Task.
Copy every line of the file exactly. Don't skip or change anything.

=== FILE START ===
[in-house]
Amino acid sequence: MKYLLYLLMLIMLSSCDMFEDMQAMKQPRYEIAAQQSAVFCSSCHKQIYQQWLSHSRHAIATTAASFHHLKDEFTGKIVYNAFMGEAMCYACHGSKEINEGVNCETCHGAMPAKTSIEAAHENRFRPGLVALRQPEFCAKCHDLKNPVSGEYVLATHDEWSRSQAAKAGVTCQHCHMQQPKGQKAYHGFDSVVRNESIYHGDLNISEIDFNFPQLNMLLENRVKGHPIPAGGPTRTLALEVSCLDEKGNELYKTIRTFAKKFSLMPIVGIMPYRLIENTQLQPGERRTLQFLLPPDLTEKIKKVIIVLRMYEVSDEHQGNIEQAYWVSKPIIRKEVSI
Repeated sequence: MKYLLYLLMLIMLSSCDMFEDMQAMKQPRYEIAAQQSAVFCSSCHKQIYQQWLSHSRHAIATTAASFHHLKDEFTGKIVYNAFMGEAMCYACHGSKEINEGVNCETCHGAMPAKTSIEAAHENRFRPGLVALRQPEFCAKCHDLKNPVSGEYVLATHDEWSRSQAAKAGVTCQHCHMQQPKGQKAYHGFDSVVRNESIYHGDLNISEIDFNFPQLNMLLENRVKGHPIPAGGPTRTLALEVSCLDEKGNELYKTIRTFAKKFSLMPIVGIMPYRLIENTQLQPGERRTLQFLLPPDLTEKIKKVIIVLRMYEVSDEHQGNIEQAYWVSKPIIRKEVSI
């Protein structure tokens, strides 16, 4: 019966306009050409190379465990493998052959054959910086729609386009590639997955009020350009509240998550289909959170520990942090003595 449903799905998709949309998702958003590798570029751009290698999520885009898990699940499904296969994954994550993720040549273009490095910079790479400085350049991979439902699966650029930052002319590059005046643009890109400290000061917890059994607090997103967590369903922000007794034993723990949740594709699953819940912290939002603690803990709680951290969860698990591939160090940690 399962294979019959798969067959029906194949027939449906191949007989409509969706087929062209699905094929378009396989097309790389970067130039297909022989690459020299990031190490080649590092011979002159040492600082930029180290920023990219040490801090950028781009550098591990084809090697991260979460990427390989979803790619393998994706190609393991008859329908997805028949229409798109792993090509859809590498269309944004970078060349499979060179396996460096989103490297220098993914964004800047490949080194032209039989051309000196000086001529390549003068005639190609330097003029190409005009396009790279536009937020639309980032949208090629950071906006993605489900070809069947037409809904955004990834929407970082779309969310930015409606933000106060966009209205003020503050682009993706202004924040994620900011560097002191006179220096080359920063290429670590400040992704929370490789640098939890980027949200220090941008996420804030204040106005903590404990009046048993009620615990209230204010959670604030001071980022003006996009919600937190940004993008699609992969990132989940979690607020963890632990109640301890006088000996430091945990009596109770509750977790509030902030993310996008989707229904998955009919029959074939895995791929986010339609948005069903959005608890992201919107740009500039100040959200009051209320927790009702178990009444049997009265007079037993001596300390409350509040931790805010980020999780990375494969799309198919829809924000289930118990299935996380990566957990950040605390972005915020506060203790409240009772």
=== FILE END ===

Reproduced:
[in-house]
Amino acid sequence: MKYLLYLLMLIMLSSCDMFEDMQAMKQPRYEIAAQQSAVFCSSCHKQIYQQWLSHSRHAIATTAASFHHLKDEFTGKIVYNAFMGEAMCYACHGSKEINEGVNCETCHGAMPAKTSIEAAHENRFRPGLVALRQPEFCAKCHDLKNPVSGEYVLATHDEWSRSQAAKAGVTCQHCHMQQPKGQKAYHGFDSVVRNESIYHGDLNISEIDFNFPQLNMLLENRVKGHPIPAGGPTRTLALEVSCLDEKGNELYKTIRTFAKKFSLMPIVGIMPYRLIENTQLQPGERRTLQFLLPPDLTEKIKKVIIVLRMYEVSDEHQGNIEQAYWVSKPIIRKEVSI
Repeated sequence: MKYLLYLLMLIMLSSCDMFEDMQAMKQPRYEIAAQQSAVFCSSCHKQIYQQWLSHSRHAIATTAASFHHLKDEFTGKIVYNAFMGEAMCYACHGSKEINEGVNCETCHGAMPAKTSIEAAHENRFRPGLVALRQPEFCAKCHDLKNPVSGEYVLATHDEWSRSQAAKAGVTCQHCHMQQPKGQKAYHGFDSVVRNESIYHGDLNISEIDFNFPQLNMLLENRVKGHPIPAGGPTRTLALEVSCLDEKGNELYKTIRTFAKKFSLMPIVGIMPYRLIENTQLQPGERRTLQFLLPPDLTEKIKKVIIVLRMYEVSDEHQGNIEQAYWVSKPIIRKEVSI
């Protein structure tokens, strides 16, 4: 019966306009050409190379465990493998052959054959910086729609386009590639997955009020350009509240998550289909959170520990942090003595 449903799905998709949309998702958003590798570029751009290698999520885009898990699940499904296969994954994550993720040549273009490095910079790479400085350049991979439902699966650029930052002319590059005046643009890109400290000061917890059994607090997103967590369903922000007794034993723990949740594709699953819940912290939002603690803990709680951290969860698990591939160090940690 399962294979019959798969067959029906194949027939449906191949007989409509969706087929062209699905094929378009396989097309790389970067130039297909022989690459020299990031190490080649590092011979002159040492600082930029180290920023990219040490801090950028781009550098591990084809090697991260979460990427390989979803790619393998994706190609393991008859329908997805028949229409798109792993090509859809590498269309944004970078060349499979060179396996460096989103490297220098993914964004800047490949080194032209039989051309000196000086001529390549003068005639190609330097003029190409005009396009790279536009937020639309980032949208090629950071906006993605489900070809069947037409809904955004990834929407970082779309969310930015409606933000106060966009209205003020503050682009993706202004924040994620900011560097002191006179220096080359920063290429670590400040992704929370490789640098939890980027949200220090941008996420804030204040106005903590404990009046048993009620615990209230204010959670604030001071980022003006996009919600937190940004993008699609992969990132989940979690607020963890632990109640301890006088000996430091945990009596109770509750977790509030902030993310996008989707229904998955009919029959074939895995791929986010339609948005069903959005608890992201919107740009500039100040959200009051209320927790009702178990009444049997009265007079037993001596300390409350509040931790805010980020999780990375494969799309198919829809924000289930118990299935996380990566957990950040605390972005915020506060203790409240009772």